The student news site of Glenbard South High School in Glen Ellyn, Illinois

The Independent

The student news site of Glenbard South High School in Glen Ellyn, Illinois

The Independent

The student news site of Glenbard South High School in Glen Ellyn, Illinois

The Independent

The 2024 Art Show Poster
The Diverse Artistry of Glenbard
Maggie Falkenberg, School News Writer • February 8, 2024

This year, Glenbard South took its turn hosting the annual District 87 Art Show. Students walked past a multitude of different colors, styles and scenes in the commons hallway,...

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The Real History of Thanksgiving

Illustrator%3A+Mikey+Alam
Illustrator: Mikey Alam

Each year, on the fourth Thursday of November, Americans of all races, religions and ethnicities come together for a day of gratitude and celebration. Plates of mac and cheese, turkey and samosas are passed around tables in a symbolic representation of the supposed friendliness between Native Americans and the Pilgrims of Plymouth. To corroborate this story, school children are taught Native American history from a young age, dressing up as Puritan pilgrims and feathered Native Americans sharing a democratic feast. However, the story of friendly Indians welcoming Pilgrims to America is far from the truth. 

 

These elaborate myths paint Indigenous people of the Americas as subservient individuals who conceded to colonialism to create a nation of Christianity, freedom and economic prowess. In reality, tensions between Native Americans and European newcomers were constant and bloody.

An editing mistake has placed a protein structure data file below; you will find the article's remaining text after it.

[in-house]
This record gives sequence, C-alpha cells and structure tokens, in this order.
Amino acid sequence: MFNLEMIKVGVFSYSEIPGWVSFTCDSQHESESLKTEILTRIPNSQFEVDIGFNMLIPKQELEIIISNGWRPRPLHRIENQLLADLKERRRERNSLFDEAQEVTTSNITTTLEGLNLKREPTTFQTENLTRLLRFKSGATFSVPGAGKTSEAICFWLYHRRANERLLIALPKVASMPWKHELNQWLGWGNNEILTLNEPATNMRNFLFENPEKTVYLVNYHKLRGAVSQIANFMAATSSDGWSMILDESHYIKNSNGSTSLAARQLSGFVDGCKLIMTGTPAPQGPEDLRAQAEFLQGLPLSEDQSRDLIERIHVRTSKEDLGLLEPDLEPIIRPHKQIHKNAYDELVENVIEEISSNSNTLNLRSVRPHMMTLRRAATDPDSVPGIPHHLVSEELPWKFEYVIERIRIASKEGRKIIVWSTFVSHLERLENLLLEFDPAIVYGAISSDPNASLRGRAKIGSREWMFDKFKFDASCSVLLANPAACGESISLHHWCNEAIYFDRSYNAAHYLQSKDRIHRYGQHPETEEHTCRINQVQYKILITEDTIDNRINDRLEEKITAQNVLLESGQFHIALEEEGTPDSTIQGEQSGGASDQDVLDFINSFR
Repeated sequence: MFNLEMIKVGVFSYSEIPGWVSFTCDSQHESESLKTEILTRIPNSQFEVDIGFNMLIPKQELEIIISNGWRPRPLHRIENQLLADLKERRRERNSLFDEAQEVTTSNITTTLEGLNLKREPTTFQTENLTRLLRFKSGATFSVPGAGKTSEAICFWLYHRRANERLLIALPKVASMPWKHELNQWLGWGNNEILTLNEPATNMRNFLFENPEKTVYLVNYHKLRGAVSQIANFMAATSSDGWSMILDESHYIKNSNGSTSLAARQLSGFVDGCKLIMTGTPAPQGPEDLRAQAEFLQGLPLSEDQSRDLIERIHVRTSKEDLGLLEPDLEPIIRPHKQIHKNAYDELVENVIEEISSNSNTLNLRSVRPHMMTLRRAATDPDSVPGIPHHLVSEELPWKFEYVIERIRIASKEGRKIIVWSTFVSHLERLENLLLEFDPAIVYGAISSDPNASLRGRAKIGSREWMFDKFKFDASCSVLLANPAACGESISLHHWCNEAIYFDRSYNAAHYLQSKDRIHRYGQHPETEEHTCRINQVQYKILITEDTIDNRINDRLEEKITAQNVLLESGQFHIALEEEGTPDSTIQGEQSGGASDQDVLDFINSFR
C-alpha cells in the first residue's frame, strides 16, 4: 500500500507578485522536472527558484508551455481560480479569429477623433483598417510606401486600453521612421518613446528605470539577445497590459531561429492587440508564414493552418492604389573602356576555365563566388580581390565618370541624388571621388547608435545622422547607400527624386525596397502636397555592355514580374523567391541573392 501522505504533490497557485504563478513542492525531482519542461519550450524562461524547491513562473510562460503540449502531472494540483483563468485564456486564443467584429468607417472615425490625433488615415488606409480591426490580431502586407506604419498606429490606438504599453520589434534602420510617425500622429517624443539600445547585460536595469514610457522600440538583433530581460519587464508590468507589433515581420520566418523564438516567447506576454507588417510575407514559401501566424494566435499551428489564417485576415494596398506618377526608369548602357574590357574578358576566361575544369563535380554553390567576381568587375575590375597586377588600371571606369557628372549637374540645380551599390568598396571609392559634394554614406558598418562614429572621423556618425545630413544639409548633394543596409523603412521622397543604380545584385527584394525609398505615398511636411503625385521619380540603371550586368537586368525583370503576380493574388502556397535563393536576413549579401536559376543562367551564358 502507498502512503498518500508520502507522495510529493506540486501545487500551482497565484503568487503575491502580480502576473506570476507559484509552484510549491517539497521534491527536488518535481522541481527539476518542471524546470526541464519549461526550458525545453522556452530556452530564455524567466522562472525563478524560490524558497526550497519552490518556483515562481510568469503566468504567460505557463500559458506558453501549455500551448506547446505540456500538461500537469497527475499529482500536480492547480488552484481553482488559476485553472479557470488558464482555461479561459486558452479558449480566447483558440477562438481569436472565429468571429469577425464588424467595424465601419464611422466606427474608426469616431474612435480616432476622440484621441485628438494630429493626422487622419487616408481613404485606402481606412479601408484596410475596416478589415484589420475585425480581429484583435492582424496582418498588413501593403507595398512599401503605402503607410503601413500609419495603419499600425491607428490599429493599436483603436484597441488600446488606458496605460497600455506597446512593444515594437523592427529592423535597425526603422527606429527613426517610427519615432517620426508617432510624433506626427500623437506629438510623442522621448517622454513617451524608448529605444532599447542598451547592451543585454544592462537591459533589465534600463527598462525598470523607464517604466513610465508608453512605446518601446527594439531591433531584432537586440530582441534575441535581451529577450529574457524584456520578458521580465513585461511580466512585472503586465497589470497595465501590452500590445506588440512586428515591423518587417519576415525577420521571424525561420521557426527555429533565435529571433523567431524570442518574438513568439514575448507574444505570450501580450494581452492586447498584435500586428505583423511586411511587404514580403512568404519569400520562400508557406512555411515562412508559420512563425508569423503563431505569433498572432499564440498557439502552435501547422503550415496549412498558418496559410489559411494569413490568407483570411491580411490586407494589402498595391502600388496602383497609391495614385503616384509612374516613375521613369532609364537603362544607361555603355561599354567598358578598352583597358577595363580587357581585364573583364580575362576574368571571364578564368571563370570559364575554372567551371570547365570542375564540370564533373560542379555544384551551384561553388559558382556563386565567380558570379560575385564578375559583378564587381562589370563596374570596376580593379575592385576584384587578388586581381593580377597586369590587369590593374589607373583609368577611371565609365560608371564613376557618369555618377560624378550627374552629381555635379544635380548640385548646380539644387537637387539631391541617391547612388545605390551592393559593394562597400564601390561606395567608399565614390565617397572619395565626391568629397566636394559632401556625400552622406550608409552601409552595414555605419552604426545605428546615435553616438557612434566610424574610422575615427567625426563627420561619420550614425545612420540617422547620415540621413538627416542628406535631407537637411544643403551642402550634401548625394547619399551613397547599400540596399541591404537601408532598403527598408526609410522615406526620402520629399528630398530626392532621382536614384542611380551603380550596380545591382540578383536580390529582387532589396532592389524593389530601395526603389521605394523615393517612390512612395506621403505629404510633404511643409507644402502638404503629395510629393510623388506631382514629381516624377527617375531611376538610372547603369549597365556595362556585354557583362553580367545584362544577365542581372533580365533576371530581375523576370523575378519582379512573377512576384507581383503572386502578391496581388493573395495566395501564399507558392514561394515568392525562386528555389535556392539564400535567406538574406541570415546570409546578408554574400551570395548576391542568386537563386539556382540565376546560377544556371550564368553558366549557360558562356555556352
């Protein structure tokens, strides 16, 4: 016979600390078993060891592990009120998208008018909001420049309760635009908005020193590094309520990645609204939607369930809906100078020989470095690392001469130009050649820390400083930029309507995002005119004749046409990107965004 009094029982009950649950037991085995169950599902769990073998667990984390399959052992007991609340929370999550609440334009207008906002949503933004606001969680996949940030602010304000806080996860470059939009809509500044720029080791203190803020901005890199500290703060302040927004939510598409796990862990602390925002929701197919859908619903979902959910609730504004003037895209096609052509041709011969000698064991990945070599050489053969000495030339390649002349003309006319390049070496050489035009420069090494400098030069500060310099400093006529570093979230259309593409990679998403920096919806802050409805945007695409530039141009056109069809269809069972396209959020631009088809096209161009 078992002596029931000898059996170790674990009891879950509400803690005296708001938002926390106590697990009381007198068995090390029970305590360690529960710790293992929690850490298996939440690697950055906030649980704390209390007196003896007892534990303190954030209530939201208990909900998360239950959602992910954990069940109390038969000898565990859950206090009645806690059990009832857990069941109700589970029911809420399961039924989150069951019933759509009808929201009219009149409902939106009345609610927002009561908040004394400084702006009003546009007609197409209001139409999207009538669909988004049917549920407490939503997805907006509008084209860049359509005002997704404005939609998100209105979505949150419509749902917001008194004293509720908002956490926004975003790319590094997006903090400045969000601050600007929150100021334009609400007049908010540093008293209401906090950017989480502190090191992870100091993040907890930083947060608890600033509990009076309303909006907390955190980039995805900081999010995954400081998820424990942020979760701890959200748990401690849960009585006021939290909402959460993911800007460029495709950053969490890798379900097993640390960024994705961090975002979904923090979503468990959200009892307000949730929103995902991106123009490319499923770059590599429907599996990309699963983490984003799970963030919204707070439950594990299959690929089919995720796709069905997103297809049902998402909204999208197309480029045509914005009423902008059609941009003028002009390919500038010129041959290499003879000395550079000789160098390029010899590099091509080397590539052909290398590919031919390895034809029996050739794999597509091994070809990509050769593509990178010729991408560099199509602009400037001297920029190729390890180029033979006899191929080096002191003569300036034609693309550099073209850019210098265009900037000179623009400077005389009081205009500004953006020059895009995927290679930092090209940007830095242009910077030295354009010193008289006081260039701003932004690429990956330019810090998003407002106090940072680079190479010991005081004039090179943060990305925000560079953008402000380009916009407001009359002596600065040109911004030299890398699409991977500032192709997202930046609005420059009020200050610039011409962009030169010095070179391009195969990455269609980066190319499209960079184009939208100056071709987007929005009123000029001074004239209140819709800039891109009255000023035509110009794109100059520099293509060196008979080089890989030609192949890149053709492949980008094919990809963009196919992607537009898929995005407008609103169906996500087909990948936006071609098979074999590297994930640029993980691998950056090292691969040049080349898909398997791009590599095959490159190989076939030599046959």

That being said, there is some truth in the story that created the holiday we now know as Thanksgiving. For example, a large gathering did take place between the Pilgrims and local Indigenous people, but many historians cannot fathom it being as fraternal as traditionally depicted. Additionally, the leader of the Wampanoag tribe did try to establish an alliance with English Pilgrims, but according to historian and author David Silverman, it was not all smiles. The group’s alliance was constantly strained by colonial land expansion, which stole the land right out from under the native population’s feet.  Historians illustrate this through an analogy: envision traveling to England, the Pilgrim’s place of origin, purchasing a small piece of land, and declaring it as your own sovereign nation. Finally, territorial tensions, exploitation of the native’s resources and widespread disease culminated in fiery turmoil only to be solved by war. Starting with King Philip’s War decades later, Native Americans and white settlers have been in constant conflict with one another, even up into recent years.

 

While the aspects of Thanksgiving that embody gratitude and family should always be encouraged, it is also important to stop the perpetuation of falsehoods regarding Native American history. Ignoring the brutalities of colonialism and subsequent wars is harmful not only to Native tribes today, but to all Americans who are still ignorant of the tragedies that ensued in America’s past. In the future, use Thanksgiving not only as a day of hearty foods and family bonding, but also to reflect upon our country’s treatment of Native Americans in the past and make reparations. 

 

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Erika Hartman, In-Depth Writer
My name is Erika Hartman, and I am a junior writing for In-depth. I am in several clubs at GBS including Student Council and Earth Action Network. I play basketball and tennis and love to read and bake in my spare time!

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